How to tell the good guys from the bad guys

Watch this remarkable, poignant, mind-blowing contrast:

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The people of Flint are the ones who deserve to be mad after first having any semblance of democracy stolen from them by Snyder's emergency manager. That decision led to Flint's water supply being switched back to the Flint River to "save money" as well as the stopping of daily water purification treatments, again to save money. Some of Snyder's people forwarded emails originally from Flint, in which complaints about water were detailed, around offices in Lansing, joking about the complaints. The state not only said there was no reason to return to water from Lake Huron, one of the aid bills for the city was written so that funds would be available only if Flint did not return to Lake Huron water. Officials indicated in a February memo to the governor that there is no "imminent threat to public health" with the nature of the problem being "communicated poorly."

There's a shit-ton more: the employees of DEQ who tossed out water samples that had high levels of lead in them in order to bring the average readings for the overall sample to normal levels, and more. Local news organizations reported the city had employees disregard federal rules requiring the seeking out of homes with lead plumbing for inclusion in sampling for testing water - which resulted in the underestimation of the seriousness of the problem. In fact, the dishonesty was blatant:

[In early 2016] Flint water officials filed papers with state regulators purporting to show that "tests at Flint's water treatment plant had detected no lead and testing in homes had registered lead at acceptable levels. The documents falsely claimed that the city had tested tap water from homes with lead service lines, and therefore the highest lead-poisoning risks; in reality; the city does not know the locations of lead service lines, which city officials acknowledged in November 2015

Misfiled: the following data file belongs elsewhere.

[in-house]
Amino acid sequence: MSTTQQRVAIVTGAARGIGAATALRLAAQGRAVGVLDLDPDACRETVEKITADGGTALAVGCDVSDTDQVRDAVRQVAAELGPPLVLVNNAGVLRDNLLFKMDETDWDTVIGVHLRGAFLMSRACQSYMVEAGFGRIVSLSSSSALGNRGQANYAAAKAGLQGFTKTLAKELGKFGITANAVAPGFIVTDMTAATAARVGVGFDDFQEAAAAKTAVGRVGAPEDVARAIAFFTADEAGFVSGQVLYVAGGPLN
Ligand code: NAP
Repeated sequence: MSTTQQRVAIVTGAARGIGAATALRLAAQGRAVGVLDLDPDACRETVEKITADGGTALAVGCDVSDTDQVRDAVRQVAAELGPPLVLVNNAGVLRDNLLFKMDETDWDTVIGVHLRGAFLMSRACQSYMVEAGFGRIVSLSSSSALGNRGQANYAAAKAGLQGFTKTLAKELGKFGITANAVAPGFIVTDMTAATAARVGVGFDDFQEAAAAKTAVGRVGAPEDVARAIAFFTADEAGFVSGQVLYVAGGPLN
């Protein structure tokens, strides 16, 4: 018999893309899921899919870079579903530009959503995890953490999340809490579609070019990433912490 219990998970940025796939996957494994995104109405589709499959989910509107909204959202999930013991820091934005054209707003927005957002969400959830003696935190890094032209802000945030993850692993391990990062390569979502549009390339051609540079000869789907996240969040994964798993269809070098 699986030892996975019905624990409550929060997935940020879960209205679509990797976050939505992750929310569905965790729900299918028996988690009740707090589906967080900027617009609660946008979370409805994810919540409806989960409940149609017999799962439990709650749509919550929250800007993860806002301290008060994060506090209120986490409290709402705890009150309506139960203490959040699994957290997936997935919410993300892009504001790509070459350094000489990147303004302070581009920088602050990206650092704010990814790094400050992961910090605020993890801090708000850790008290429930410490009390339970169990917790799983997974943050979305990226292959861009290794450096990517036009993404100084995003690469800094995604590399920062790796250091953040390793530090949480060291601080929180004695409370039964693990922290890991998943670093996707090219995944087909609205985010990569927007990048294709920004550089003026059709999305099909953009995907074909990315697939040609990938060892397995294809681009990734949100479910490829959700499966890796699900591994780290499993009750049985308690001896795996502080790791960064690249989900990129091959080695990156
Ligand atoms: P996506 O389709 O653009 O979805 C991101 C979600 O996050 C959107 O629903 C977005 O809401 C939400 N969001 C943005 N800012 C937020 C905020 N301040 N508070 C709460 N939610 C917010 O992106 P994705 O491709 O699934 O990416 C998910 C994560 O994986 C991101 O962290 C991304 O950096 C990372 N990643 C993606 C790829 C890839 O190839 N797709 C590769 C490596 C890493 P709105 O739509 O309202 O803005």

How bad did it get?

In a new report released March 1, 2016, 37 of the 423 recently tested sentinel sites had results above the 15 ppb limit. Eight of the samples exceeded 100 ppb

The level to which Snyder's government dismissed the city of Flint (until the issue made big news on the national level, when they began treating it as a PR problem) is staggering. Even after General Motors stopped using Flint River water in 2014, telling the state that the water was so contaminated it was damaging their equipment, Snyder and his group continued to deny there was any problem.

And a noticeable percentage of Michigan residents still don't see a problem. There have been more than a few comments on news sites saying "You can't say any of the kids in Flint have been damaged by this because none of them will ever amount to anything anyway."

Yeah, the people in Flint have a right to be royally pissed: everyone in Michigan should be.


I agree - the people of flint have a right to be pissed.